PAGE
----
Fixed-Wing Aircraft – External Loads

Safety Bulletin

Guidelines

  1. An Airplane External Load is equipment or essential personnel that may be required outside the airplane in flight, including wing walkers, parachutists, cameramen, stunt persons, etc. Stunt persons are often suspended from landing gear struts, wing struts, trapeze devices, bungee cords or cables and perform various types of air to air transfers, air to ground transfers and air to surface vehicles transfers. Safe completion of these traditional motion picture activities require the complete understanding and coordination of all parties involved, i.e., the Aerial Coordinator and/or Pilot in Command, the Designated Production Representative, Stunt Persons, Stunt Riggers, Airplane Riggers, Special Effects and Grip Riggers and essential ground crew.
  2. The Pilot in Command is at all times the final authority over his/her airplane and shall be in command over his/hers flight operations and/or related activities. The Pilot in Command and/or Aerial Coordinator shall have the authority to abort any flight operation in the interest of safety.
  3. Risk Management: Participants will conduct a thorough evaluation of the operations to be conducted and the potential risk to essential personnel, if any.
  4. Personnel Involved: Aerial Coordinator and /or Pilot in Command, essential personnel to be flown, airplane rigging, safety and production personnel.
  5. Briefing: Briefings will be conducted by the Aerial Coordinator and /or Pilot in Command, specific to the scheduled airplane external load operations and in compliance with the approved Motion Picture Operations Manual, briefing provisions.
  6. Communication: Communication must exist at all times between the Pilot in Command and the essential personnel being flown. This can be accomplished through the use of radios, intercoms or pre-briefed hand signals. Additionally, in the event of lost communications, the pilot must be able to maintain visual contact with the stunt person or cameraman. If visual contact cannot be maintained, then a third party, who can maintain visual contact, will be used. This person may be onboard the aircraft, on the ground, or in a chase aircraft.
  7. Attaching Methods and Devices: All personnel must be attached to the aircraft while in flight, unless those persons are performing an essential function outside the aircraft requiring them to depart the aircraft in flight, e.g. parachuting or transfers. Seat belts, cables and safety lines will be attached to existing aircraft hard points, seat belt attach points, cargo tie down points, or other suitable airframe locations. Attaching devices, cables, carabineers, braided nylon climbing rope, nylon straps, steel clevises, body harnesses, etc. are normally provided by the motion picture special effects and stunt personnel. All of the above attaching devices have load ratings established by the manufacturer in compliance with various industry and government specifications and established Motion Picture Safety Guidelines. Note: A person will never be attached to a load release device.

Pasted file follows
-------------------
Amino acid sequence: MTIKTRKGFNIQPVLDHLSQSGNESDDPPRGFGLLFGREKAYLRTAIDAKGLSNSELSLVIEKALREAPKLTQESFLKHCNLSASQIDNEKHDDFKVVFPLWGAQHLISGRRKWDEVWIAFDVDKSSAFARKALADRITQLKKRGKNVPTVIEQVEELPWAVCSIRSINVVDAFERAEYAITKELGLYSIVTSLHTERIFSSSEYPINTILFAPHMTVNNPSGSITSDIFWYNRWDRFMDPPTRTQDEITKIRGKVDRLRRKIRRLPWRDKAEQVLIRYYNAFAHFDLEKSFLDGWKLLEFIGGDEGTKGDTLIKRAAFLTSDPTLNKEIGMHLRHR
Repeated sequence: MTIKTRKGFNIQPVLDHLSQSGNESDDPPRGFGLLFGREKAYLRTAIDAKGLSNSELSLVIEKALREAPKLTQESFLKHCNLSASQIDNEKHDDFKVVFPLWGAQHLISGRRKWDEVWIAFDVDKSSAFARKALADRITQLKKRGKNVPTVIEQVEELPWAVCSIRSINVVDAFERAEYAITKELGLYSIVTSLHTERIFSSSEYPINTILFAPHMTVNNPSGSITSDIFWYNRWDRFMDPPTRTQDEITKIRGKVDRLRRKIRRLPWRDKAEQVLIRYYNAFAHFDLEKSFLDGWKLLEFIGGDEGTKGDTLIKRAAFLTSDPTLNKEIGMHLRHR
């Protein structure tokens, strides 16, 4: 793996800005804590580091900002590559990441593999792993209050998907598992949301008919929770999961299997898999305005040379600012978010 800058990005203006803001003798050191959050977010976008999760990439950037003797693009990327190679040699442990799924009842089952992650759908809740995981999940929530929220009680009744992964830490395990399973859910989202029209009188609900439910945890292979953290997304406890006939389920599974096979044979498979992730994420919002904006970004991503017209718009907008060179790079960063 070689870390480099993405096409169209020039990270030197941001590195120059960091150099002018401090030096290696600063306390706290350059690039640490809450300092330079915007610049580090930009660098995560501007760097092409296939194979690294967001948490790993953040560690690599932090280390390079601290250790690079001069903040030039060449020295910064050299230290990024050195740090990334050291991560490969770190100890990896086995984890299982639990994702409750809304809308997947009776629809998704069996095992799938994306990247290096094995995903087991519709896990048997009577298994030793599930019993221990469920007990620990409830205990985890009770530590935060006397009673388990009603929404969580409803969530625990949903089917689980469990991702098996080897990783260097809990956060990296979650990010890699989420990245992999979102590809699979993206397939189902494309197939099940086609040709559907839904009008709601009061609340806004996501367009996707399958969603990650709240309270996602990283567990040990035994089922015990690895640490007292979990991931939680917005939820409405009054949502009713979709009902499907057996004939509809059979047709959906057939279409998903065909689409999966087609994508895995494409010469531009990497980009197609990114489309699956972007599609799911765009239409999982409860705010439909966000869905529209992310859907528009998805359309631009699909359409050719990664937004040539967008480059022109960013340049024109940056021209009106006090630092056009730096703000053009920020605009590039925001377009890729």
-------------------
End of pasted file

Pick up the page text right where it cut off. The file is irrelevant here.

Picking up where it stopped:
8. Parachutes: If parachutes are to be utilized, they must be of an FAA approved type, must have been packed and certified within the preceding 120 days. While wearing a parachute the stunt person must not be attached to the aircraft except during takeoff and landing. An accidental parachute opening while attached to the airplane could have serious negative effect on the aircraft and parachutist.
  9. Weight and Balance: Due to the nature of airplane external loads involving persons or equipment, the longitudinal C.G. (center of gravity) considerations are nominal and can be easily calculated using the manufacturers’ weight and balance data. Conversely, the majority of airplane external loads involving persons and/or equipment are more likely to affect the lateral weight and balance. Airplane manufacturers normally do not provide lateral C.G. charts or limits. Therefore, it is essential to determine what effect a wing walker or other essential personnel exterior to the airplane will have on the lateral C.G., prior to attaching them to a specific location. This can be accomplished through consultation with pilots having previous experience with similar aircraft and configuration or through a flight evaluation.
  10. Pilots Check List
    1. Aircraft
      1. Load-bearing capacity and method of securing of all attaching devices related to the external load.
      2. Verification of load bearing capacity and anticipated loads on the airframe attachment points to be utilized.
      3. Accomplish Weight and Balance of the external load, including if necessary, the possible release or departure of the external load.
    2. Personnel
      1. Verify that only essential personnel are onboard the aircraft.
      2. Confirm essential personnel specific duties and responsibilities.
      3. Communications check, audio and hand.
      4. Review emergency procedures specific to the external load operation with all essential personnel.
      5. Review potential risk, if any, with the essential personnel.
      6. No essential personnel may participate in airplane external load operations unless they have read, understood and agreed to comply with the conditions of the Waiver Holders, Certificate of Waiver and its special provisions, if any.

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